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I'm converting some C++ code to C# and it calls std::map::lower_bound(k) to find an entry in the map whose key is equal to or greater than k. However, I don't see any way to do the same thing with .NET's SortedDictionary. I suspect I could implement a workaround using SortedList, but unfortunately SortedList is too slow (O(n) for inserting and deleting keys). What can I do?

Note: I found a workaround using that takes advantage of my particular scenario... Specifically, my keys are a dense population of integers starting at just over 0, so I used a List<TValue> as my dictionary with the list index serving as the key, and searching for a key equal or greater than k can be done in only a few loop iterations. But it would still be nice to see the original question answered.

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Same question, but with no restriction on SortedList<K, V>. – nawfal Jun 11 '14 at 13:11

It took a couple months of work, but at last I can offer at least a partial solution to this problem... I call it the Compact Patricia Trie, a sorted dictionary that offers a "find next larger key" operation.

http://www.codeproject.com/KB/recipes/cptrie.aspx

It's only a partial solution since only certain kinds of keys are supported, namely byte[], string, and all primitive integer types (Int8..UInt64). Also, string sorting is case-sensitive.

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-1: this is Gold Plating. c2.com/cgi/wiki?GoldPlating – v.oddou Jun 11 '13 at 6:21
1  
I agree. There are other better solutions out there, e.g. the TreeDictionary<K,V> in the C5 Collections which is a red-black tree implementation, and has WeakSuccessor/TryWeakSuccessor methods already. – Riko Jul 23 '13 at 15:06

The problem is that a dictionary/hash table is designed to arrive at a unique memory location based on an input value, so you'll need a data structure that is designed to accommodate a range related to each value you store, and at the same time update each interval correctly

I think skip lists (or balanced binary trees) can help you. Although they cannot perform lookups in O(n), they can do logarithmically and still faster than trees.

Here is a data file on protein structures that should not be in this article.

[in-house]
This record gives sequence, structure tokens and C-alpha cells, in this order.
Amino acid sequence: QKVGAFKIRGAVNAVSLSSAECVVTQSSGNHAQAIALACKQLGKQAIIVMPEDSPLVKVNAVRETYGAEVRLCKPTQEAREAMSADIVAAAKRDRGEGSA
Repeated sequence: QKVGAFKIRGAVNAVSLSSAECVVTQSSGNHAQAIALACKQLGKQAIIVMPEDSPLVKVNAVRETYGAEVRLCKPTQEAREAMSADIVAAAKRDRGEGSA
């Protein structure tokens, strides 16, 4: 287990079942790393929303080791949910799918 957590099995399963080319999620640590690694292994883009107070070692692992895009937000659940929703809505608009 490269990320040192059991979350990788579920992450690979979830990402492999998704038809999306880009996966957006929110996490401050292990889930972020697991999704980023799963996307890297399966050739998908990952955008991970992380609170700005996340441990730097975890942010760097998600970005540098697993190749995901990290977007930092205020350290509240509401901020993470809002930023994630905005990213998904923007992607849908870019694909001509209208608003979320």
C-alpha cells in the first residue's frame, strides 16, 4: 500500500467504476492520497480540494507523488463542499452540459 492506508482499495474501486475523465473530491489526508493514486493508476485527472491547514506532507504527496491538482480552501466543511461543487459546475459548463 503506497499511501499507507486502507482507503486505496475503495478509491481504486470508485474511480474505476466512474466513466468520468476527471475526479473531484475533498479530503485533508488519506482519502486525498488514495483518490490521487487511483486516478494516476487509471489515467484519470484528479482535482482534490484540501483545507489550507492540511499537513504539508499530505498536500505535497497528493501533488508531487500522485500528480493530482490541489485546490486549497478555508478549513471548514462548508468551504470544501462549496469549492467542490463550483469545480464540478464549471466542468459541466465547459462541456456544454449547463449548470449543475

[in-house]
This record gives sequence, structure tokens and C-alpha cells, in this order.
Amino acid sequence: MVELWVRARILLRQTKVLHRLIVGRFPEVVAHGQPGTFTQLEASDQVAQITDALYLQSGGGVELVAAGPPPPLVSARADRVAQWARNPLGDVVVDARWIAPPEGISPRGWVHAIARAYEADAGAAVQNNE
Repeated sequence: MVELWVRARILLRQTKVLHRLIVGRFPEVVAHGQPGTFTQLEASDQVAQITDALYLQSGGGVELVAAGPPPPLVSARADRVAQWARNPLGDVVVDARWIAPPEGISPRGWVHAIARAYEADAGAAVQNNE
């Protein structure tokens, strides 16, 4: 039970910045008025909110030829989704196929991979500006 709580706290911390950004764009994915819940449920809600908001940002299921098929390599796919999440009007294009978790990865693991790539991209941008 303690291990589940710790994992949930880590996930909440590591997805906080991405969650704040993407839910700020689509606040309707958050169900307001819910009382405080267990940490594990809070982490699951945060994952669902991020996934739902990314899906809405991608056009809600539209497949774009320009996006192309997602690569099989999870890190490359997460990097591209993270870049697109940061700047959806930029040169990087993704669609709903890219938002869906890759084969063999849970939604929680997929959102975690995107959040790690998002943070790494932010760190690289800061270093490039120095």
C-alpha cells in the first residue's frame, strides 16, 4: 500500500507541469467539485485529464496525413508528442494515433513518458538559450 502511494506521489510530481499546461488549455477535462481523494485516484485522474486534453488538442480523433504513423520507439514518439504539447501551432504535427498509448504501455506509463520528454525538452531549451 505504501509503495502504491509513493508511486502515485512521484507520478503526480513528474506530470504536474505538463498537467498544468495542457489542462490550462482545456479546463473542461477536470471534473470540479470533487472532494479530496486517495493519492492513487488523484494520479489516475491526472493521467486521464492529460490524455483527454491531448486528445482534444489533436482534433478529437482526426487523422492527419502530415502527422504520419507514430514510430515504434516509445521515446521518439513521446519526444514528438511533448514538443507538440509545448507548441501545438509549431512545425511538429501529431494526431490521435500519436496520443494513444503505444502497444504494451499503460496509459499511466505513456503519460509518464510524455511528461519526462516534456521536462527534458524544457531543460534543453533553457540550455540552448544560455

I know this is not a proper answer since I cannot say that the .NET BCL already contains such a class, you'll unfortunately have to implement one yourself, or find a 3rd party assembly that supports it for you. There seems to be a nice example over at The CodeProject here, though.

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1  
SortedDictionary seems to be implemented with a red-black tree; too bad not all its capabilities are made public. – Qwertie Nov 7 '09 at 15:09
up vote 1 down vote accepted

I created three data structures related to B+ trees that provide this functionality for any data type: BList<T>, BDictionary<K,V> and BMultiMap<K,V>. Each of these data structures provide FindLowerBound() and FindUpperBound() methods that work like C++'s lower_bound and upper_bound.

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let's say you have something like this

Dictionary<string, int> dict = ...
\\and you have 
k \\- is the key to find or if it is not than at least greater
\\ you write

var entry = dict.Where(o => o.key >= k).First();
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1  
That doesn't quite work - it finds the first key at least equal to k, which may not be nearest. Setting that aside, the performance is too poor for my needs (it's O(N)). – Qwertie Nov 6 '09 at 22:42
    
("at least equal to k" should be "at least as large as k") – Qwertie Nov 6 '09 at 22:43
1  
:) you said "to find an entry in the map whose key is equal to or greater than k." – Omu Nov 6 '09 at 22:51
    
Maybe I am suffering from post-lunch coma, but I don't see how the two are different: "at least equal to k" should be "at least as large as k" – Mathias Nov 6 '09 at 22:53
    
you can use the same technique to find the lower/equal bound, find the 2 distances between k and greater/lower and compare them, the one that is smallest or zero wins :) – Omu Nov 6 '09 at 22:54

find nearest to K:

dict.Keys.Where(i => i >= K).OrderBy(i => i).First();

or much faster:

public int? GetNearestKey(dict, K) 
{
    int? lowerK = null;
    foreach (int key in dict.Keys)
    {
        if (key == K) 
        {
            lowerK = K;
            break; 
        }
        else if (key >= K && (!lowerK.HasValue || key < lowerK))
        {
            lowerK = key;
        }
    }
    return lowerK;
}
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1  
er... now it's up from O(n) to O(n log n). – Qwertie Nov 6 '09 at 22:52
1  
I need to do it in O(log n). Theoretically the SortedDictionary is capable of doing this, but I don't see an API for it. – Qwertie Nov 6 '09 at 22:54

There isn't a binary search tree collection implementation in the base framework, so you'll either have to build one or find an implementation. As you noted, SortedList is closest in terms of searching but is slower (due to its underlying array implementation) for insertion/deletion.

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1